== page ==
Henry Sang popularly known as Tumbalal Arap sang is one of the oldest Kalenjin musicians. He is married to one wife and blessed with seven children and they are settled in Keringet.
Thanks to time and change. It has turned the field of art traditionally held ‘road to hell’ into one of the areas of the community’s heroes.
A great witness of this change came at the dead of the Kalenjin music legendary Kipchamba Arap Tabotuk in 2007. The Kalenjin community mourned and the community’s great men and top leadership who graced his burial, that was live-aired by Kass FM radio, lauded him as the hero and father of music.
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The mourning expressed the turn around that has placed worth and value to the ones cursed.
As Tumbalal shared his story about the road to conger the pitfalls in the industry, his face is shone by smile rays of a hero. He says though he is yet to fully enjoy the fruits of the art he is happy because nobody managed to stop him on the journey to his passion.
The man who never yielded to unfounded believes said his parents tried in vain to stop him.
He remained on the realm of the community’s secular music after the great legends of the community and his colleague Kipchamba Arap Kabotuk described as the father of music in Kalenjin died in 2007.
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Starting his singing in 1961, Tumbalal remained adamant to all back-setters in focus of his passion, music.
And, last year as the nation’s mood of hero’s day was passing, Tumbalal, though not in any official way celebrated, says he was humbled by the messages he got from friends and his audience appreciating him of his share in the music industry.
“People call me to grace their functions and offer entertainment. “The soft-spoken artist in his late sixty’s said.
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Like his colleague the late Kipchamba, Tumbalal never parts with his guitar, even in the city he cuts across the streets with his tools hanging down his shoulder.
When Fm stations cropped up and vernacular stations emerged such artists found a platform to present themselves and sweep away the demonic connotations to secular music among the Kalenjin. Today Rumba shows among three leading Kalenjin stations top the list of popular radio shows.
Enock Ng’etich a secular music presenter in a show dubbed “kuskong” (look back to history) in Kitwek Fm says Tumbalal is the role model to upcoming musicians in the community.
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“Tumbalal’s songs carry strong message cutting across every aspect of life. Young musicians have no message in them. “The presenter said.
However, he says such musicians like Tumbalal faces a great challenge in selling songs.
“Piracy has hit such musicians so much. Although their song remains popular and on high demand piracy has denied them the fruit of their sweats.” Ng’etich lamented.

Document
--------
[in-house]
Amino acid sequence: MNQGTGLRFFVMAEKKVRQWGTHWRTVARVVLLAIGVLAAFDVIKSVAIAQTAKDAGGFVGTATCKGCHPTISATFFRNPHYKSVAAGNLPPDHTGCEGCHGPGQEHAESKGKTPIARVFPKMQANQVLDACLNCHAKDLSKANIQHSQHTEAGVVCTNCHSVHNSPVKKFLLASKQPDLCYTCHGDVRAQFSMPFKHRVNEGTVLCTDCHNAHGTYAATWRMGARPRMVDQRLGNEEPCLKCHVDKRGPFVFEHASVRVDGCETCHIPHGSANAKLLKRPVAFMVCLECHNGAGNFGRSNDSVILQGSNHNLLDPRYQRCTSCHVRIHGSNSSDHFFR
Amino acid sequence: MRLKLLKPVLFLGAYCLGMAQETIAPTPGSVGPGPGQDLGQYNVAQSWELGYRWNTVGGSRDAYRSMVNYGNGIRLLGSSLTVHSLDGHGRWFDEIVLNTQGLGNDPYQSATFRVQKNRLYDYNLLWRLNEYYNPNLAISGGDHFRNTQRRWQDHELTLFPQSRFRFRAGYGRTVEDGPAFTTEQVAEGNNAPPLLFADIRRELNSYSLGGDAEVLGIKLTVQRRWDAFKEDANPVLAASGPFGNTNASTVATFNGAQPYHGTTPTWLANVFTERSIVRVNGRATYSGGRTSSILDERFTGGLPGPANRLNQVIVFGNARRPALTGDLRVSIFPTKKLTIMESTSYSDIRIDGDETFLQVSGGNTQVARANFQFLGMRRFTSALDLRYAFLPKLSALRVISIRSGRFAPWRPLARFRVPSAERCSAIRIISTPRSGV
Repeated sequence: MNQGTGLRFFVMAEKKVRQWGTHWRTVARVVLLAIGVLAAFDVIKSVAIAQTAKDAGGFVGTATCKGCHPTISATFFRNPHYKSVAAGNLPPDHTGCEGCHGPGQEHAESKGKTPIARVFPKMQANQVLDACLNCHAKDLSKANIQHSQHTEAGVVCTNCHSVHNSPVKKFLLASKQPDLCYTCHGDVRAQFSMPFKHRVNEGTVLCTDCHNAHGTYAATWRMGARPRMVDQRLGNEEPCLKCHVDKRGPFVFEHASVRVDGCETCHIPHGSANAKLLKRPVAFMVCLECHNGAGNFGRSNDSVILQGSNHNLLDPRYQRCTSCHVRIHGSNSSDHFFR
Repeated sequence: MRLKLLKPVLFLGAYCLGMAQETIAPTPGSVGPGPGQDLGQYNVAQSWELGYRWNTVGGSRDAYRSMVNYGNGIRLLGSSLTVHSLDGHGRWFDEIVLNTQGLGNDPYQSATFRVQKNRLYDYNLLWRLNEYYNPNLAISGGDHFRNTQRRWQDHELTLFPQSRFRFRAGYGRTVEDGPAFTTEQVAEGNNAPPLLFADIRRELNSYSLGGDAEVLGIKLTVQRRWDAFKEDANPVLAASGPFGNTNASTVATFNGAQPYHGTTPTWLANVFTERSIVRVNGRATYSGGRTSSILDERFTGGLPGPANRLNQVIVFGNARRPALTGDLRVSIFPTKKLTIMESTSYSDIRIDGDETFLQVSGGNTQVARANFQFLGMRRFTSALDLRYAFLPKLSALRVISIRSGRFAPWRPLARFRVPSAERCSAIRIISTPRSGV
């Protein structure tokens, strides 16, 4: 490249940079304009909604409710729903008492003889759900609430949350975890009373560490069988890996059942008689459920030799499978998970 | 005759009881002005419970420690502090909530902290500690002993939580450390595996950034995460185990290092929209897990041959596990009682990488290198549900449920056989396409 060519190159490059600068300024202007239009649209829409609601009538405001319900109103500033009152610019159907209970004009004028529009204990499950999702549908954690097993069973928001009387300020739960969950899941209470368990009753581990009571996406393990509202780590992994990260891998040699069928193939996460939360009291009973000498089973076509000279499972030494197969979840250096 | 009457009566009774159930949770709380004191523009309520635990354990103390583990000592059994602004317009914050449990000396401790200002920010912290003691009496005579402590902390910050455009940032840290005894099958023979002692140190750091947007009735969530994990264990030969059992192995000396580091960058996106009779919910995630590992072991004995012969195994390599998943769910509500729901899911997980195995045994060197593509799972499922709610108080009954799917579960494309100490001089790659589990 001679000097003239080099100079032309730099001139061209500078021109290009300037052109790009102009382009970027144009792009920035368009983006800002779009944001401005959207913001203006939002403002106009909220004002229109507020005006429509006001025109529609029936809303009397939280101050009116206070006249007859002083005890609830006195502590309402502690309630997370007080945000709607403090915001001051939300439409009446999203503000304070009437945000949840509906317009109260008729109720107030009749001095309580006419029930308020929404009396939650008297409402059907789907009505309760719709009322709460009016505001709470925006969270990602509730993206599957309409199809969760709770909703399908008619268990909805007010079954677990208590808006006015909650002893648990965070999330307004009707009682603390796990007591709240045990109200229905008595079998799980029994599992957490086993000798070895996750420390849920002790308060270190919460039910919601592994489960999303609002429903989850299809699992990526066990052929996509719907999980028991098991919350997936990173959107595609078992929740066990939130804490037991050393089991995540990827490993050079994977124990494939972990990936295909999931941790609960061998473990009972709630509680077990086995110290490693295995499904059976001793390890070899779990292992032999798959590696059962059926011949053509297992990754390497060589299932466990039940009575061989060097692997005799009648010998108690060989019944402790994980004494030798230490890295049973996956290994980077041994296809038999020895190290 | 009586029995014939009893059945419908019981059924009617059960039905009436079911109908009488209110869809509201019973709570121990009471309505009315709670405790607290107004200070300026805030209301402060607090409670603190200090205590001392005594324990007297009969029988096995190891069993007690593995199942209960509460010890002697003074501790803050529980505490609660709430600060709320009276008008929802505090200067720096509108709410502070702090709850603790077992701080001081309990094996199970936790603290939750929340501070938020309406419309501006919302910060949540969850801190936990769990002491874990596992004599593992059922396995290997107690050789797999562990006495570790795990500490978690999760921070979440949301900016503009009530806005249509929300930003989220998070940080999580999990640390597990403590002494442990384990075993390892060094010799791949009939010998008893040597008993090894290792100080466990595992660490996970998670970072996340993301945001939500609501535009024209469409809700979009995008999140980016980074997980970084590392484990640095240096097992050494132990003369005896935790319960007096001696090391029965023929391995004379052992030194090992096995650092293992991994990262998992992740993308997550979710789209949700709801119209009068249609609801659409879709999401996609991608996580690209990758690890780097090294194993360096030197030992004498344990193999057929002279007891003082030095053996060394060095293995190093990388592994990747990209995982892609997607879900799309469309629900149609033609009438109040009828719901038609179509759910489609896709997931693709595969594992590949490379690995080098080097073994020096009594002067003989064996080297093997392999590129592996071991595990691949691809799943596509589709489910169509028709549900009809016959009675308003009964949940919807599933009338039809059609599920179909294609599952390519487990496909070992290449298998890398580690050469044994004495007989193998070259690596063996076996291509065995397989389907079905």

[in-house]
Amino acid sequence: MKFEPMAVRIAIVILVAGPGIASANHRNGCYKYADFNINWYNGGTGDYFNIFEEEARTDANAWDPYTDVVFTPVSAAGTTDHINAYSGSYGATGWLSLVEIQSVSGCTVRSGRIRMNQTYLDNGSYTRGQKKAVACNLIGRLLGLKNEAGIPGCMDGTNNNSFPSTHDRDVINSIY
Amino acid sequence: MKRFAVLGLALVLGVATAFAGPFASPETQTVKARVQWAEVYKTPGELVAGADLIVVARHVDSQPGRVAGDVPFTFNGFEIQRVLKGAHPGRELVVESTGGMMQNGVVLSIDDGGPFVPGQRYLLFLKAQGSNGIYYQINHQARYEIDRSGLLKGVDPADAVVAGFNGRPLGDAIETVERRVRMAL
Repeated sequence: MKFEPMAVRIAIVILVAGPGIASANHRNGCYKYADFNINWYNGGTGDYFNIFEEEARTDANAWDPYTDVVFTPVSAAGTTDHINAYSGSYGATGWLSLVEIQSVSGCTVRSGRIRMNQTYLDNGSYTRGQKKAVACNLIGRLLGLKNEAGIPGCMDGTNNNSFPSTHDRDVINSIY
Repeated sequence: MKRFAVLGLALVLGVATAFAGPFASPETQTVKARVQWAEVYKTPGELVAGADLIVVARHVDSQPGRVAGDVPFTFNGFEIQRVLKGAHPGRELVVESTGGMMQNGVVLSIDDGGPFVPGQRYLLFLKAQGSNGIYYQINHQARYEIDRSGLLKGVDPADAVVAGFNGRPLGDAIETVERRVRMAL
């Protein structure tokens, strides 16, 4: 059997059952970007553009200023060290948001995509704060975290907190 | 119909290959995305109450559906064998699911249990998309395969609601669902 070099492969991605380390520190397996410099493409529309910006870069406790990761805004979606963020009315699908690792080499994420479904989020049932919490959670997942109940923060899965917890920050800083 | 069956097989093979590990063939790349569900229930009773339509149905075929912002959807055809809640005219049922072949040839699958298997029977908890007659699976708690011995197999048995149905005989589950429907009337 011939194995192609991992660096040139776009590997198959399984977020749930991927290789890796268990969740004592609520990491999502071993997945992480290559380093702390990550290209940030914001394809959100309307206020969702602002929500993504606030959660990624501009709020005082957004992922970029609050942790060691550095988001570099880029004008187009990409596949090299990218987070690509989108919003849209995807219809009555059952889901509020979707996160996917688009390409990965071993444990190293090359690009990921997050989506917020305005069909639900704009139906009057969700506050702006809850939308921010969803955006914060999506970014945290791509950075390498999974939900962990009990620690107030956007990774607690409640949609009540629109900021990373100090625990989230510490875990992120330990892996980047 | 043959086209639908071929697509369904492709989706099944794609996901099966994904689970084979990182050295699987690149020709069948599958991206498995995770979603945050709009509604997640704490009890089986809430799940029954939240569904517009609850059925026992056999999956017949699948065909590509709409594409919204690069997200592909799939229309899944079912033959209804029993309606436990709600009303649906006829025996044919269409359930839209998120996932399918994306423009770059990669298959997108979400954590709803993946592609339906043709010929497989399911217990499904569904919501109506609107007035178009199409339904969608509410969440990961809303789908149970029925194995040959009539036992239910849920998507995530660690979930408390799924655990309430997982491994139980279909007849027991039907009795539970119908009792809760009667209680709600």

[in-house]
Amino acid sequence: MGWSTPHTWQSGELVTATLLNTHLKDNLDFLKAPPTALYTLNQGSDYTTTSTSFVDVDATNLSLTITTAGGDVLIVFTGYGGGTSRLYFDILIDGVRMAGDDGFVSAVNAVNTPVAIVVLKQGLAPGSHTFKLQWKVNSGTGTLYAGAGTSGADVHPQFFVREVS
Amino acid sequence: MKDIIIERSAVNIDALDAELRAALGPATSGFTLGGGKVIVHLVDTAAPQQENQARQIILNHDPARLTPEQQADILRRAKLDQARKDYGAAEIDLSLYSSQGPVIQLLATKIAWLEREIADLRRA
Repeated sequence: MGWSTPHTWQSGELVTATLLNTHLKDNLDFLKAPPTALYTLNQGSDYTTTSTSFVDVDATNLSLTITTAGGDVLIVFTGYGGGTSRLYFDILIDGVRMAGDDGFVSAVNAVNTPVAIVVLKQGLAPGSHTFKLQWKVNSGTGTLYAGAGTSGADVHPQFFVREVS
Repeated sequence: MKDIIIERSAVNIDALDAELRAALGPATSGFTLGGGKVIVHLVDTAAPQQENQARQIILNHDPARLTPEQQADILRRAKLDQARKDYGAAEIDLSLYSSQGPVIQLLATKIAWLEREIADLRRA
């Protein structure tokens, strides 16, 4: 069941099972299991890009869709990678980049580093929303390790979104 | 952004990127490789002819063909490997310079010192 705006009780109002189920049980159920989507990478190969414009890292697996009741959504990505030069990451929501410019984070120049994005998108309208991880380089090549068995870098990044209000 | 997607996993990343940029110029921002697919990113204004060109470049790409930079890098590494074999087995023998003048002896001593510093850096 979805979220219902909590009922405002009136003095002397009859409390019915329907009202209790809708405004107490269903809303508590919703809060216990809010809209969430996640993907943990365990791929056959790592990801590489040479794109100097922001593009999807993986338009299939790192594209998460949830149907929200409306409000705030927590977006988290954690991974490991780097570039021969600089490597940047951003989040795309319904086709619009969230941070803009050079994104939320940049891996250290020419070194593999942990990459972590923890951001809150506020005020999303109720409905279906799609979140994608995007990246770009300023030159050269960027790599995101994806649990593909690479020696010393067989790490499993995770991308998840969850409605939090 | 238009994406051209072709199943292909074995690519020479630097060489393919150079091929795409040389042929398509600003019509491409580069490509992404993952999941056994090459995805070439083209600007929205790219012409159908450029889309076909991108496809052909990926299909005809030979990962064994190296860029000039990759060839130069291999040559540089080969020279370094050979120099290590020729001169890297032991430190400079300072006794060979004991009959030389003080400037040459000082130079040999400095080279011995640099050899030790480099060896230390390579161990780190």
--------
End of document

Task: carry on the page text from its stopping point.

Although national broadcaster KBC had vernacular programmes in Kisumu station, limitations such as length of such programs and few people affording radios could still not give enough light of appreciation to the artwork.
This remained for Kalenjin community until 2005 when Kass FM a then only pure Kalenjin radio station was launched in Kenya. This brought rays of light at the end of the tunnel for the musicians.
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“Music moved from clubs top radio bursting its audience boundaries to masses.” Said Tumbalal.
But have they ripped yet?
“No, we are still running after its fruits to date. But we are happy the curse that was attached has been cleared.” Tumbalal answered in a smile.
Tumbalal is one of the best Kalenjin secular artists who stood the tempest cursing the field true his youthfulness the early 60s to date where he stands tall among many artists at his old age.
He says as our country celebrated its third hero’s day last year though not featured mentioned among the great heroes he looks back and reflects on the obstacles he has triumphed as a musician since he ventured into it.
“No one would allow is a child into the field. You’ll be beaten up and if you had korera (a guitar) it was destroyed.” Says Tumbalal.
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But this could not deter the man who had all the zeal for the art. The father of seven said, “I told them even if you deny me, I will still find somewhere and sing. I will get another guitar; for music was in me and my blood.”
Recalling about 40 years ago Tumbalal said he bought his first ever and solo guitar at Kshs. 35.
Tumbalal had to go as far as becoming a security guard in search of the passion of his heart.
The artist says he is cautious to avoid any kind of singing that can encourage conflicts among communities.
He says to be a hero one has to work hard and achieve despite all ups and down.
And, as if proving him a hero his first song kitot kobaran (it could almost kill me) which he sang in 1984 has stood the wave and completion to rank top among other songs of his Kalenjin community. The love song which he sang in a great description of his beautiful girlfriend who was snatched of him by an older and a well-off man than him soars high of his ten trucks volume he has since recorded.
A busy man, Tumbalal, who is planning for a new song on peace for Kenyans as we move to elections, parts with me soon before completing his emotions wrecking story.